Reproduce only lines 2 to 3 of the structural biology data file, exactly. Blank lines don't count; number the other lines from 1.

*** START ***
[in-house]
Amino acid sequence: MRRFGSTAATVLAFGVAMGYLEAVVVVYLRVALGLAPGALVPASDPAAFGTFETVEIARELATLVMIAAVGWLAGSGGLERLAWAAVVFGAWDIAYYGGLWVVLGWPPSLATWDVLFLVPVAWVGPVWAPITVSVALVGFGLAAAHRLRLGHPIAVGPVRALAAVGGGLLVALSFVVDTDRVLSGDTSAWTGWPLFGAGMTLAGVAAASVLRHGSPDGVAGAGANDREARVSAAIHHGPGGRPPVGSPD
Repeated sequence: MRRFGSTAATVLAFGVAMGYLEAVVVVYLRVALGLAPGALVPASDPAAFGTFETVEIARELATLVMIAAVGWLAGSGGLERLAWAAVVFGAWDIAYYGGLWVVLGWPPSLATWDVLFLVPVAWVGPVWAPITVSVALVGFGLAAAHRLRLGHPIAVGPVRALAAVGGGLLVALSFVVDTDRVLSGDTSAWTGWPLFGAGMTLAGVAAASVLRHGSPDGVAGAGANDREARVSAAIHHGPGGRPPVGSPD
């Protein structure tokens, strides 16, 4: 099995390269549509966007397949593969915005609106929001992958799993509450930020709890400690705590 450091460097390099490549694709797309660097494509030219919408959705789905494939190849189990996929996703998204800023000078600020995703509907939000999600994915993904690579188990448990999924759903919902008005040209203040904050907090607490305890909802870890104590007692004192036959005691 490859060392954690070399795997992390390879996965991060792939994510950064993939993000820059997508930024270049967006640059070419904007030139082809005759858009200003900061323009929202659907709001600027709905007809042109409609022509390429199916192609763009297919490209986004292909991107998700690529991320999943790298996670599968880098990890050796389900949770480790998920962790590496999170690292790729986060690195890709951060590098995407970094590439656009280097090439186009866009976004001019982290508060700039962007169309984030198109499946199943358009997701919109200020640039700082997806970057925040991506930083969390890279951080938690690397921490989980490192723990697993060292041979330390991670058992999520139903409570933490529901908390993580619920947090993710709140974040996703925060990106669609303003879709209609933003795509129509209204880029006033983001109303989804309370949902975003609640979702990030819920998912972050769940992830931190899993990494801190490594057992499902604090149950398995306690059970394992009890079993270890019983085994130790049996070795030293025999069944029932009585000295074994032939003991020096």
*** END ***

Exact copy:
Amino acid sequence: MRRFGSTAATVLAFGVAMGYLEAVVVVYLRVALGLAPGALVPASDPAAFGTFETVEIARELATLVMIAAVGWLAGSGGLERLAWAAVVFGAWDIAYYGGLWVVLGWPPSLATWDVLFLVPVAWVGPVWAPITVSVALVGFGLAAAHRLRLGHPIAVGPVRALAAVGGGLLVALSFVVDTDRVLSGDTSAWTGWPLFGAGMTLAGVAAASVLRHGSPDGVAGAGANDREARVSAAIHHGPGGRPPVGSPD
Repeated sequence: MRRFGSTAATVLAFGVAMGYLEAVVVVYLRVALGLAPGALVPASDPAAFGTFETVEIARELATLVMIAAVGWLAGSGGLERLAWAAVVFGAWDIAYYGGLWVVLGWPPSLATWDVLFLVPVAWVGPVWAPITVSVALVGFGLAAAHRLRLGHPIAVGPVRALAAVGGGLLVALSFVVDTDRVLSGDTSAWTGWPLFGAGMTLAGVAAASVLRHGSPDGVAGAGANDREARVSAAIHHGPGGRPPVGSPD